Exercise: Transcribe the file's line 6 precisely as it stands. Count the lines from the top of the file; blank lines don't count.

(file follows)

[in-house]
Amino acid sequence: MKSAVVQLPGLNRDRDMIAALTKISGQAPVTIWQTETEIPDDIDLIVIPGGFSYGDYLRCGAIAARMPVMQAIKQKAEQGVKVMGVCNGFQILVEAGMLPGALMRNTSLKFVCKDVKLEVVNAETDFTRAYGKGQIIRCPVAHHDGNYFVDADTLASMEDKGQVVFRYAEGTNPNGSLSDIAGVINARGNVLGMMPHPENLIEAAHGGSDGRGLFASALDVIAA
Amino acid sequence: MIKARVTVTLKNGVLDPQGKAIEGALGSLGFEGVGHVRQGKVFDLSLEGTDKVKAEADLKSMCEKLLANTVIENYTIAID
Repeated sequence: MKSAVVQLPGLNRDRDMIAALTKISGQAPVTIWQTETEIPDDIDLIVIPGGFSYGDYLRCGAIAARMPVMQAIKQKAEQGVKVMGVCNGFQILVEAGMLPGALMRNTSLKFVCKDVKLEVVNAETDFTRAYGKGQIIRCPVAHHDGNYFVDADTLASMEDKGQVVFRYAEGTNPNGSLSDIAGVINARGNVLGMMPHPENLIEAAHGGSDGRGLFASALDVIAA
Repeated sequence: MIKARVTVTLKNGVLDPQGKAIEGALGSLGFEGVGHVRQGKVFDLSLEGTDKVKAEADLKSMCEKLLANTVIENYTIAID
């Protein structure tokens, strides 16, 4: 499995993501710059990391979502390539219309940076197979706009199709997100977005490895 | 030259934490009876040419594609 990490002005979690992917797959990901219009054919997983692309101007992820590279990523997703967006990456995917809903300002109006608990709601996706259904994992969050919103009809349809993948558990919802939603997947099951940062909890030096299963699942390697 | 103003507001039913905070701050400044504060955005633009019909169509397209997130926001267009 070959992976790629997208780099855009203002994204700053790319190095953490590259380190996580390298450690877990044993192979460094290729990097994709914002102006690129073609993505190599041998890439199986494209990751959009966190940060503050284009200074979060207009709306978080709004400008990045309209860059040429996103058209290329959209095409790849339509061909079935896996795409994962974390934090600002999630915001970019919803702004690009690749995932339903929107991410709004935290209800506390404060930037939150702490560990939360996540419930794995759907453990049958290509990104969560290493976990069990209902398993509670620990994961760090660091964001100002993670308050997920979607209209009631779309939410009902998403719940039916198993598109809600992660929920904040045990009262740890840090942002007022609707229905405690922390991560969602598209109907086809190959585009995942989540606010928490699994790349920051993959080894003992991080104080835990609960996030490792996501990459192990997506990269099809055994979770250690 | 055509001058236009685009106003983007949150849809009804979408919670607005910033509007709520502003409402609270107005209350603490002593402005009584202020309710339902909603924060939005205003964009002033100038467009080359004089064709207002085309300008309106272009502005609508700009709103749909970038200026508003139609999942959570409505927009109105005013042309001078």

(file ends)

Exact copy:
């Protein structure tokens, strides 16, 4: 499995993501710059990391979502390539219309940076197979706009199709997100977005490895 | 030259934490009876040419594609 990490002005979690992917797959990901219009054919997983692309101007992820590279990523997703967006990456995917809903300002109006608990709601996706259904994992969050919103009809349809993948558990919802939603997947099951940062909890030096299963699942390697 | 103003507001039913905070701050400044504060955005633009019909169509397209997130926001267009 070959992976790629997208780099855009203002994204700053790319190095953490590259380190996580390298450690877990044993192979460094290729990097994709914002102006690129073609993505190599041998890439199986494209990751959009966190940060503050284009200074979060207009709306978080709004400008990045309209860059040429996103058209290329959209095409790849339509061909079935896996795409994962974390934090600002999630915001970019919803702004690009690749995932339903929107991410709004935290209800506390404060930037939150702490560990939360996540419930794995759907453990049958290509990104969560290493976990069990209902398993509670620990994961760090660091964001100002993670308050997920979607209209009631779309939410009902998403719940039916198993598109809600992660929920904040045990009262740890840090942002007022609707229905405690922390991560969602598209109907086809190959585009995942989540606010928490699994790349920051993959080894003992991080104080835990609960996030490792996501990459192990997506990269099809055994979770250690 | 055509001058236009685009106003983007949150849809009804979408919670607005910033509007709520502003409402609270107005209350603490002593402005009584202020309710339902909603924060939005205003964009002033100038467009080359004089064709207002085309300008309106272009502005609508700009709103749909970038200026508003139609999942959570409505927009109105005013042309001078």